Bit advice
   

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Bit advice

This is a discussion on Bit advice within the Dressage forums, part of the English Riding category
  • Dressage bit advice
  • Bits for easy going Horses

 
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    10-24-2010, 04:09 PM
  #1
Weanling
Bit advice

I just wanted a little advice on the best bit to use on my horse. Right now i'm using a bitless bridle but for some reason (after we were on trail and I maybe pulled a bit hard to stop him running into the other horses - he was way to excited and had decided by this point that listening to me was out of the question) he isn't quite liking it any more; so I thought I might go back to using a bit but haven't used one in several years.

So, my horse is pretty easy going (except when he's on trail), listens most of the time and mostly listens to my seat and legs. I'm still not sure going for the bit option is the best for us but I wanted to at least try it and see how he goes. We don't compete, probably never will because he has hip issues so can't canter too well. I was looking at some kind of snaffle bit, I need something that will be very easy going on his mouth. I noticed though when I started looking that there are a few different types of snaffle (and now i'm going to show how little I actually know); there's a jointed kind, and a one with a link in it (french link?). What are the differences? Would I be better going for a dee-ring snaffle or something else? Also, eggbutt horse bit? How is this different than a dee-ring.

Could someone also please tell me how I would measure my horses mouth to get the correct size? I think the last one he had was 5" but I could be wrong.

Sorry for all the questions, I hope they make sense.
     
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    10-24-2010, 09:17 PM
  #2
Started
A snaffle is probably the best bit for your needs.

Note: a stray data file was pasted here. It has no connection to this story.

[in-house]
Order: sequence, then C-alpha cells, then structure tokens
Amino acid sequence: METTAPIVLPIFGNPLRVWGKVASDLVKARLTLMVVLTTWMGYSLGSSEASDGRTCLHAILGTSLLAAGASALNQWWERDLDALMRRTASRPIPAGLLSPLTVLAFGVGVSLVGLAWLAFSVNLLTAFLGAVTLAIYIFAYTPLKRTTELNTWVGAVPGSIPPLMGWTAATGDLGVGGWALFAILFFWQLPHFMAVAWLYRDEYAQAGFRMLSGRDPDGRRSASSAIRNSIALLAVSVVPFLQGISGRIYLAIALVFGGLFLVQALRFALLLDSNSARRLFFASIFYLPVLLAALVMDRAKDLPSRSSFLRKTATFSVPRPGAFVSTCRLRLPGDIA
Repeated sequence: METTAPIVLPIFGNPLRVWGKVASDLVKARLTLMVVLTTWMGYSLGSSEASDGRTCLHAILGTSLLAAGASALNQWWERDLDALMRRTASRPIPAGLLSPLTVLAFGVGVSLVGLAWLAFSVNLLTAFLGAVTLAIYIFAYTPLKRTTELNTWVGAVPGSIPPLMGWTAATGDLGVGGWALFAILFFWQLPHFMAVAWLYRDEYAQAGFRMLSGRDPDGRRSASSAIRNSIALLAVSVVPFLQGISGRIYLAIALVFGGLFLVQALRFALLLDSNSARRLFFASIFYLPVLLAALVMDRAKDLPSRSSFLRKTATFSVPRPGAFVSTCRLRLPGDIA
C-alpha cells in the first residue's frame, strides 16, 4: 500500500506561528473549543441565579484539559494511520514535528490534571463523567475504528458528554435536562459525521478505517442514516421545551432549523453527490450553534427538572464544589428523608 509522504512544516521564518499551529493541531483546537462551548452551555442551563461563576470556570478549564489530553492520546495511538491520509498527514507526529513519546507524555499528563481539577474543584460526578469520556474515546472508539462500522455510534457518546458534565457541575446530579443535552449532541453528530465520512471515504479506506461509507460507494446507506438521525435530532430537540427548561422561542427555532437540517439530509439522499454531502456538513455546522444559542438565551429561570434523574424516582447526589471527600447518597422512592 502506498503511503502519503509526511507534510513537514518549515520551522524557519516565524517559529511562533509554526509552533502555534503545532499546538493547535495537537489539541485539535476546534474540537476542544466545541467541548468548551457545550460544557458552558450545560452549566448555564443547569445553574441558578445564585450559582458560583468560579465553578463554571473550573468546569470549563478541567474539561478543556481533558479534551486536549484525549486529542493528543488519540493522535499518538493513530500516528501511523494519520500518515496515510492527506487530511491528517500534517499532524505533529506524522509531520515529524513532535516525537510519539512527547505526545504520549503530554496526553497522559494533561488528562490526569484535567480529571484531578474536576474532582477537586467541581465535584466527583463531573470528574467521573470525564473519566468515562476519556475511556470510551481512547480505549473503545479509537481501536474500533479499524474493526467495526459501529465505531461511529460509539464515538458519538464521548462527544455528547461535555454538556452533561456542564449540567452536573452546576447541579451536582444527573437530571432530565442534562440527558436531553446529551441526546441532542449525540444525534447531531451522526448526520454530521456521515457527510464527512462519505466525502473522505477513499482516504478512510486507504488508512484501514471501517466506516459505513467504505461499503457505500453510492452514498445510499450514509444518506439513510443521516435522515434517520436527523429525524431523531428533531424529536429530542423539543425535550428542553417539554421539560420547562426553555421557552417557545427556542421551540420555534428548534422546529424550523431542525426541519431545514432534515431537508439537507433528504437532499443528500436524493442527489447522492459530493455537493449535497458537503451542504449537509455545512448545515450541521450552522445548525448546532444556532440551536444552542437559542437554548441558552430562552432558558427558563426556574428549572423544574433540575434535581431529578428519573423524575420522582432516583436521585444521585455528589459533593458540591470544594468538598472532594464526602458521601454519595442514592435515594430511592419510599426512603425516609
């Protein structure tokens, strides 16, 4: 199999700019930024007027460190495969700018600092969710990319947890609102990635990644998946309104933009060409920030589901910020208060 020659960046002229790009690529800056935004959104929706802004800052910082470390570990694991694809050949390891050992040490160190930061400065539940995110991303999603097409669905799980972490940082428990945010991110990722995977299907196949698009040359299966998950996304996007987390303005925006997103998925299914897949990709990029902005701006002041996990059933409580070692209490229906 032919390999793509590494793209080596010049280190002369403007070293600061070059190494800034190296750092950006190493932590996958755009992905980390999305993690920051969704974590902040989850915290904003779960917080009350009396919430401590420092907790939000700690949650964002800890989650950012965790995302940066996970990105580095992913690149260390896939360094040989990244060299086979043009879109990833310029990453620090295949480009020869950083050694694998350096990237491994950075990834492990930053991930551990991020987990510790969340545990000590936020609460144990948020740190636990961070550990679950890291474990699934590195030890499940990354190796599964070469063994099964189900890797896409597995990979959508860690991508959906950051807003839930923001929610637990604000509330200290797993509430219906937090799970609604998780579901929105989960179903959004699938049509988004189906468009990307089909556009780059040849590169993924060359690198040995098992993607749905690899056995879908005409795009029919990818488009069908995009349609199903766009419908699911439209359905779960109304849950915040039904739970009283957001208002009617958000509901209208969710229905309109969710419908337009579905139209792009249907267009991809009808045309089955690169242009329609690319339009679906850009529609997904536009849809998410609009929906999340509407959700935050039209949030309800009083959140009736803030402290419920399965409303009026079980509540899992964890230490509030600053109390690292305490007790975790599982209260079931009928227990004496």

The French link or double-jointed mouthpiece is generally considered to be milder than a single-jointed bit, as there's less "nutcracker" effect when rein pressure is applied. The mouthpiece conforms better to the shape of the horse's mouth. There is something called a Dr. Bristol bit, that looks rather like a French link but is more severe. You may end up experimenting, since some horses have definite preferences about the style of mouth and it can affect their performance. Thicker mouthpieces are milder in that pressure is distributed over a wider area, but there's a lot of bulk in the horse's mouth. Thinner mouthpieces are harsher in that the pressure is distributed over less area, but many horses find them easier to carry because they're not as bulky.

The eggbutt and the dee ring bits both accomplish about the same thing - eliminating the pinch-points at the rings of the loose ring snaffle, with a little added "sideways push", but less than a full-cheek.

The best way I can tell you to measure for a new bit is to measure the old one - from hinge to hinge, just the part that goes in his mouth - and compare to prospective new bits.

You might find JDI's Sticky in the Tack forum helpful; she's quite the bit guru, and has put together an excellent catalog of mouthpieces and cheek styles, along with their effects.

Good luck!
     
    10-24-2010, 09:26 PM
  #3
Weanling
Thanks for the input. I've been looking at the french link eggbut and it seems like it'll be the best fit. I came across the dr. Bristol bit and had no idea it was harsher than the french link, they look so similar. Thanks for pointing that out.

I can't measure the old one as I sold it stupidly, but someone in another post told me to use string and measure that way which seems easy enough.

I'll check out the post you mentioned.
     

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